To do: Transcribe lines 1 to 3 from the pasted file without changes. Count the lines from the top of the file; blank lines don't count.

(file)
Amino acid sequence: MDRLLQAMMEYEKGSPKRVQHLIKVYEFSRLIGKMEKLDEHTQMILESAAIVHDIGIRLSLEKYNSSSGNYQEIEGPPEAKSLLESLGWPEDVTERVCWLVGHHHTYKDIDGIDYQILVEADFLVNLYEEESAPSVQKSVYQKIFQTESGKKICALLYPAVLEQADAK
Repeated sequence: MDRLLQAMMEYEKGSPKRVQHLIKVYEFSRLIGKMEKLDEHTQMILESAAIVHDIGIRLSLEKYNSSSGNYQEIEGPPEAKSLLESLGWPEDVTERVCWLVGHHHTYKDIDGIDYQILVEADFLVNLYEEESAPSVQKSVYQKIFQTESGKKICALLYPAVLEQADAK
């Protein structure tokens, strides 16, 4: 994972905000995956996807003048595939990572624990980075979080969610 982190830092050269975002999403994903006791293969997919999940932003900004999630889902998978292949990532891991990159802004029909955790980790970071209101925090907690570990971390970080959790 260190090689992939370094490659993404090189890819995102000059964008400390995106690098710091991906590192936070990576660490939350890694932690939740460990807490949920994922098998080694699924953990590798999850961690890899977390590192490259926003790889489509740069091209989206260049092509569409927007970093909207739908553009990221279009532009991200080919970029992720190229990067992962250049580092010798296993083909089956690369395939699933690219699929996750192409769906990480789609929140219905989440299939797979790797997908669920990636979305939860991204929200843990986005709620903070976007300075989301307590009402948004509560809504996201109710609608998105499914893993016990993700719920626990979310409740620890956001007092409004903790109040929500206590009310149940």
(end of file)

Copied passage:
Amino acid sequence: MDRLLQAMMEYEKGSPKRVQHLIKVYEFSRLIGKMEKLDEHTQMILESAAIVHDIGIRLSLEKYNSSSGNYQEIEGPPEAKSLLESLGWPEDVTERVCWLVGHHHTYKDIDGIDYQILVEADFLVNLYEEESAPSVQKSVYQKIFQTESGKKICALLYPAVLEQADAK
Repeated sequence: MDRLLQAMMEYEKGSPKRVQHLIKVYEFSRLIGKMEKLDEHTQMILESAAIVHDIGIRLSLEKYNSSSGNYQEIEGPPEAKSLLESLGWPEDVTERVCWLVGHHHTYKDIDGIDYQILVEADFLVNLYEEESAPSVQKSVYQKIFQTESGKKICALLYPAVLEQADAK
């Protein structure tokens, strides 16, 4: 994972905000995956996807003048595939990572624990980075979080969610 982190830092050269975002999403994903006791293969997919999940932003900004999630889902998978292949990532891991990159802004029909955790980790970071209101925090907690570990971390970080959790 260190090689992939370094490659993404090189890819995102000059964008400390995106690098710091991906590192936070990576660490939350890694932690939740460990807490949920994922098998080694699924953990590798999850961690890899977390590192490259926003790889489509740069091209989206260049092509569409927007970093909207739908553009990221279009532009991200080919970029992720190229990067992962250049580092010798296993083909089956690369395939699933690219699929996750192409769906990480789609929140219905989440299939797979790797997908669920990636979305939860991204929200843990986005709620903070976007300075989301307590009402948004509560809504996201109710609608998105499914893993016990993700719920626990979310409740620890956001007092409004903790109040929500206590009310149940």